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First POST: Command Lines

BY Micah L. Sifry | Wednesday, January 14 2015

The White House embraces community broadband; how facial recognition software is getting used to predict voting behavior; understanding how blockchain technology could change the world; and much, much more. Read More

Civic Hall Beta Member: Tim Karr, Free Press

BY Jessica McKenzie | Wednesday, January 14 2015

Tim Karr hanging out at Civic Hall

This month Civic Hall, the new home for civic tech in New York City, opened its doors to beta members like Tim Karr, of Free Press. Beta members are people working in the civic tech space who have been invited to try out Civic Hall for the month of January: to work in the space and see what it is like, and in turn provide feedback to the Civic Hall team. We caught up with Karr to ask him about his work and find out what he hopes to see and do here at Civic Hall. Read More

First POST: Turbulence

BY Micah L. Sifry | Tuesday, January 13 2015

Why David Cameron's call to ban encrypted communications in the UK is stupid and unworkable; what "democracy in the digital age" might look like; the open data movement's turbulent teenage years in the US; and much, much more. Read More

Civic Tech and Engagement: How NationBuilder Helps Organizations Recruit and Mobilize

BY Eilis O'Neill | Tuesday, January 13 2015

I Am That Girl uses NationBuilder

NationBuilder officially launched in 2011, and, since then, it has grown from a start-up to a company that employs 70 people and from a beta platform to one used by over 1,000 organizations—from civic activists to gelato shops—to find new members, track their involvement, and then encourage them to meet in person. In 2014, NationBuilder’s customers used the platform to raise over $200 million and to recruit nearly 900,000 new volunteers.

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First POST: Clues

BY Micah L. Sifry | Friday, January 9 2015

Updating the Cluetrain Manifesto fifteen years later; how to battle online harassment; CityCamps this weekend; and much, much more. Read More

First POST: Catch-ups

BY Micah L. Sifry | Monday, January 5 2015

How to be digitally competitive in the 2016 "invisible primary"; why net neutrality matters to the #BlackLivesMatter movement; how governments are winning the online censorship battle; and much, much more. Read More

First POST: Cheers

BY Micah L. Sifry | Wednesday, December 24 2014

How to not overreact to the Sony hack; the FCC admits it lost nearly 680,000 open internet comments; a great civic app wish-list; and much, much more. Read More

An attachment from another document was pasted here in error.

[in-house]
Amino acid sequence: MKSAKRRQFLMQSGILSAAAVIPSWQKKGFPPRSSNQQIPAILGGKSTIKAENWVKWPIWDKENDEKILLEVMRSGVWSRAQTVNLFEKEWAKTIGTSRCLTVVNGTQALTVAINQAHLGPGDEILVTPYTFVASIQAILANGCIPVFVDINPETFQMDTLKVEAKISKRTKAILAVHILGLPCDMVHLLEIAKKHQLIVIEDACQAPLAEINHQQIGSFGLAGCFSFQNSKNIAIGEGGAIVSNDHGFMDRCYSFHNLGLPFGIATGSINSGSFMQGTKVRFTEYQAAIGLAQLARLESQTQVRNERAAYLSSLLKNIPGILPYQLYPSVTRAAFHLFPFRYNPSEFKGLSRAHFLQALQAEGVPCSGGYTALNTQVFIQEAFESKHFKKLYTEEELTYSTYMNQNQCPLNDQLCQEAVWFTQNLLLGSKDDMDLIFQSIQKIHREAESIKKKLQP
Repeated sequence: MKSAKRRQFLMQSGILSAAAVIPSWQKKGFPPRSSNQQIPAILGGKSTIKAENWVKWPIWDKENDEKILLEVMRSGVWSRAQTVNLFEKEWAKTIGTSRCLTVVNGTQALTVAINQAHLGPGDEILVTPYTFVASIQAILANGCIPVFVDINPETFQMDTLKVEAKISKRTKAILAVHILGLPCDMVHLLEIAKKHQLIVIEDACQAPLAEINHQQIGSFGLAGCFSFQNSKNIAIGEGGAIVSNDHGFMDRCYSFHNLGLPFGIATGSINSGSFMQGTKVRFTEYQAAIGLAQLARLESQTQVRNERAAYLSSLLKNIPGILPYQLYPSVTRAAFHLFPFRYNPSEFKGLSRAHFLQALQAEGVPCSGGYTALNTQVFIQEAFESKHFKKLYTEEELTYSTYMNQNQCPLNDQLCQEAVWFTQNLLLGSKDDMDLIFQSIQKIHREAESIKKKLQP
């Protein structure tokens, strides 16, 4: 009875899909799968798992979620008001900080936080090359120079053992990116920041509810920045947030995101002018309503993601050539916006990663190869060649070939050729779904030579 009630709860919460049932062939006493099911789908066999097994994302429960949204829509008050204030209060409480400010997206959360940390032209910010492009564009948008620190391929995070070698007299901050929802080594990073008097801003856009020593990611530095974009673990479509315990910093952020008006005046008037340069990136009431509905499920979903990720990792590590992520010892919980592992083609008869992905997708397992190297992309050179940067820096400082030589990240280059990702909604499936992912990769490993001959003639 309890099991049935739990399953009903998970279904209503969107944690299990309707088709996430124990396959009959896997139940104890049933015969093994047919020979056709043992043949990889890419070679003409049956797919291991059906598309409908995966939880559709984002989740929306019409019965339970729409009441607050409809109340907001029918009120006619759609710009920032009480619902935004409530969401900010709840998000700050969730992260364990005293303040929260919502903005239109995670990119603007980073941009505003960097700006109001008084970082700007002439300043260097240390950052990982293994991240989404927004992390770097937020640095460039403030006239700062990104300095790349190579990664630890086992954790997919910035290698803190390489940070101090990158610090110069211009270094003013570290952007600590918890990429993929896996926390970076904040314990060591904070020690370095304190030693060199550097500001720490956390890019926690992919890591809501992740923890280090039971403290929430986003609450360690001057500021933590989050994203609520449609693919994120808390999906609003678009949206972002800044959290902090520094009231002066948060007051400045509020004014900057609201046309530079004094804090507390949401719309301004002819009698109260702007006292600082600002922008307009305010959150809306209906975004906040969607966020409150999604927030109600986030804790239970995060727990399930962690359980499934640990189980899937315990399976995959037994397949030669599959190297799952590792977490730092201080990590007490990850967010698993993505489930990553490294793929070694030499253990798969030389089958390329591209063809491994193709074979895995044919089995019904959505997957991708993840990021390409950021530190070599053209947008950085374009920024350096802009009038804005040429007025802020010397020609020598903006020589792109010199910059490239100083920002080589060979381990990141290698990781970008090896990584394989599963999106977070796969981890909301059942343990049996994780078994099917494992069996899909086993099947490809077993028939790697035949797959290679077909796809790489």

Civic Hall is Open for Membership Applications!

BY Micah L. Sifry | Monday, December 22 2014

Civic Hall's entrance at 156 Fifth Ave, NYC

Civic Hall, our new collaborative community center for civic tech innovators will be opening in “beta” mode in late January. If you want to get in on Civic Hall's ground floor--well, literally we're on the second floor--send in your application now. Read More

First POST: Omens

BY Micah L. Sifry | Friday, December 5 2014

Turmoil at Chris Hughes' New Republic; why police cameras could help improve police behavior; why people put hashtags on signs at physical protests; and much, much more Read More

How Brigade is Taking Shape: An Interview with James Windon

BY Alex Howard | Tuesday, November 25 2014

James Windon speaking at Fusion Riseup 2014

The following is an edited transcript of an interview that Alex Howard conducted with James Windon, the president of civic engagement startup Brigade, last Wednesday November 19 at the Fusion RiseUp event in Washington, DC. That morning, Brigade had announced that it was partnering with a “carefully curated” set of organizations: Rainforest Action Network, Americans for Tax Reform, the Drug Policy Alliance, Represent.Us, Generation Opportunity, Forecast the Facts, FreedomWorks and Iraq and Afghanistan Veterans of America. With more than $9 million in venture funding from Napster co-founder Sean Parker, Brigade has been amassing a staff of more than 50 while remaining quiet about how it plans to launch and grow a new social network for civic engagement. In this interview, Windon explains why he thinks there’s still room for “yet another social network” and how Brigade will attract users: “one of the biggest reasons that people have stopped participating civically is because their civic lives have become decoupled from their social lives,” noting that the company will be primarily focused on people’s relationship to local issues and down-ballot representatives. He also addresses the inevitable questions about a for-profit business entering the civic space, saying,“our best bet at how we will monetize is through advertising.” Read More